May 2017 Roadmap Commentary from Product Management
After the 10.2 Tokyo release that introduced Delphi for Linux, we launched our annual developer survey. The survey ran for a couple of weeks and ended at the end of April. Participation in our survey was exceptional (50% higher participation than in the past), providing lots of invaluable feedback to the product management team. We’d like to thank everyone who took the time to participate in our survey. The survey results were very helpful for finalizing our roadmap plans.
We just published the May 2017 Delphi, C++Builder and RAD Studio roadmap which we’re really excited about. In our roadmap, you can find the key features that we planned for calendar year 2017/2018. The plans are aligned with Embarcadero’s fiscal year which starts April 2017 and ends in March 2018. We generally plan to update our roadmap every 6 months.
We wanted to take this opportunity to share with you more details on several key focus areas outlined in our updated roadmap.
More Details from Sarina
Sarina focuses on FireMonkey, the components libraries UX and styles,
RAD Server, the installation experience, plus demos and documentation
FireMonkey Native Controls Support on Android
We currently support pixel perfect, bitmap based control rendering for all of our UI controls across all four supported platforms, in addition to native control rendering for key text input and list controls on iOS and Windows. As part of our roadmap, we plan on expanding our native user interface control support to Android. We are looking to do this in stages, starting with Z-Order support, followed by native controls on Android, focusing on the same key text input and list controls that we have native presentation support for today on iOS and Windows. This provides a lot of flexibility as it allows developers to choose between Styled and Platform control types on a per control basis for controls that include both control types, while still being able to leverage custom FireMonkey styles in multi-device applications.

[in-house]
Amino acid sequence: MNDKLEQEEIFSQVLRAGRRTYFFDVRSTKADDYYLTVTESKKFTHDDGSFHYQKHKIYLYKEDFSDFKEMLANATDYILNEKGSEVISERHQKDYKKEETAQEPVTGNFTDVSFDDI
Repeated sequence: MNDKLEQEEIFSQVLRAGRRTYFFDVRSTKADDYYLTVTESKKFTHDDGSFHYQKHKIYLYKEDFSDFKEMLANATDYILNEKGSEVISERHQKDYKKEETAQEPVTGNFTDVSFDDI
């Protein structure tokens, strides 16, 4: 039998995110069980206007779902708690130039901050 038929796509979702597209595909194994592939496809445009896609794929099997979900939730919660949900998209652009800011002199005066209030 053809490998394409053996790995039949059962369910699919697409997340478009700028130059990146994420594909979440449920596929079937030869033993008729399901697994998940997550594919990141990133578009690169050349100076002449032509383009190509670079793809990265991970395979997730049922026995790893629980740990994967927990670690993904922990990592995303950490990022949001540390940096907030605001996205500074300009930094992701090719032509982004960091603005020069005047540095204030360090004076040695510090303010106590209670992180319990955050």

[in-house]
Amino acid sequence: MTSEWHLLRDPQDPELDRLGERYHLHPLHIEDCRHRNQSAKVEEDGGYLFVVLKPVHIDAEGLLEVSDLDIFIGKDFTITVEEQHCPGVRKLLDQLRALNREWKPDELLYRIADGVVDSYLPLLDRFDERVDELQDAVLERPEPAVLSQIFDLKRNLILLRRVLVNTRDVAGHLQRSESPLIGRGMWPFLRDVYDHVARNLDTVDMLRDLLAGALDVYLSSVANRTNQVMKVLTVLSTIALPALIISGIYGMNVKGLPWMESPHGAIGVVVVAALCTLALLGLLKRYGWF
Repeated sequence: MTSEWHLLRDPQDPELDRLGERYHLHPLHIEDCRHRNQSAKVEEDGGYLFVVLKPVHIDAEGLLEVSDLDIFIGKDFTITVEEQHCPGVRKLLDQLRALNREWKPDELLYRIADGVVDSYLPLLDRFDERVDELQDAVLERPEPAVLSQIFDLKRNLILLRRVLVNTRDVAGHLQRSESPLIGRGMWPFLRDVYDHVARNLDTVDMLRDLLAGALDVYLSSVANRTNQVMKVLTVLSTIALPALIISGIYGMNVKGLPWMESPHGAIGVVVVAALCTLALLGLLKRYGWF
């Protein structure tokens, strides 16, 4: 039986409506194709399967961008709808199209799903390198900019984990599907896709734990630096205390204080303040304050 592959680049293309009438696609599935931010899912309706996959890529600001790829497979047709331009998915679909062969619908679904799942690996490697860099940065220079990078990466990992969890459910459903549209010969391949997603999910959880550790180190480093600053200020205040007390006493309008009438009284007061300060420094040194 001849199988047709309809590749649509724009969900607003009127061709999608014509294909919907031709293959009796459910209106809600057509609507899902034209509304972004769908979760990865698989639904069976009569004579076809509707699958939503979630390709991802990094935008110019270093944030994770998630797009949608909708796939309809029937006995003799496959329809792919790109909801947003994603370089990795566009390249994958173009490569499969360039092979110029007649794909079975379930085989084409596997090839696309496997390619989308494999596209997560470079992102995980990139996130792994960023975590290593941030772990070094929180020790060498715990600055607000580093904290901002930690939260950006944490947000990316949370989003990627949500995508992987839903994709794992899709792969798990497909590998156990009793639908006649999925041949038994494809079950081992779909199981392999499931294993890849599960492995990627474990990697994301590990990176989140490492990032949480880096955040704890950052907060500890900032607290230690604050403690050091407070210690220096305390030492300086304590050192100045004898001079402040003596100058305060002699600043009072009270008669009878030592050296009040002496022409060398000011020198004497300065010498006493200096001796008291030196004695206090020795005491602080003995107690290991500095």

We plan to introduce additional templates and design elements to aid the design process for FMX applications. We will collaborate with our component vendors in this space to create a richer portfolio of styles and features to make FMX the perfect choice for fast application development.
RAD Server Enhancements
If you’re not familiar with RAD Server yet, I’d encourage you to have a look. RAD Server is our turn-key application foundation for rapidly building and deploying services based applications (self-hosted PaaS). RAD Server enables developers to quickly build new application back-ends or migrate existing Delphi or C++ client/server business logic to a modern services based architecture that is open, stateless, secure and scalable. In the 10.2 Tokyo release, we added multi-tenancy support to RAD Server and the ability to deploy your solution to both Windows and Linux servers. This is a game changer for many of our ISV customers who can now create more flexible and efficient deployments for their customer base.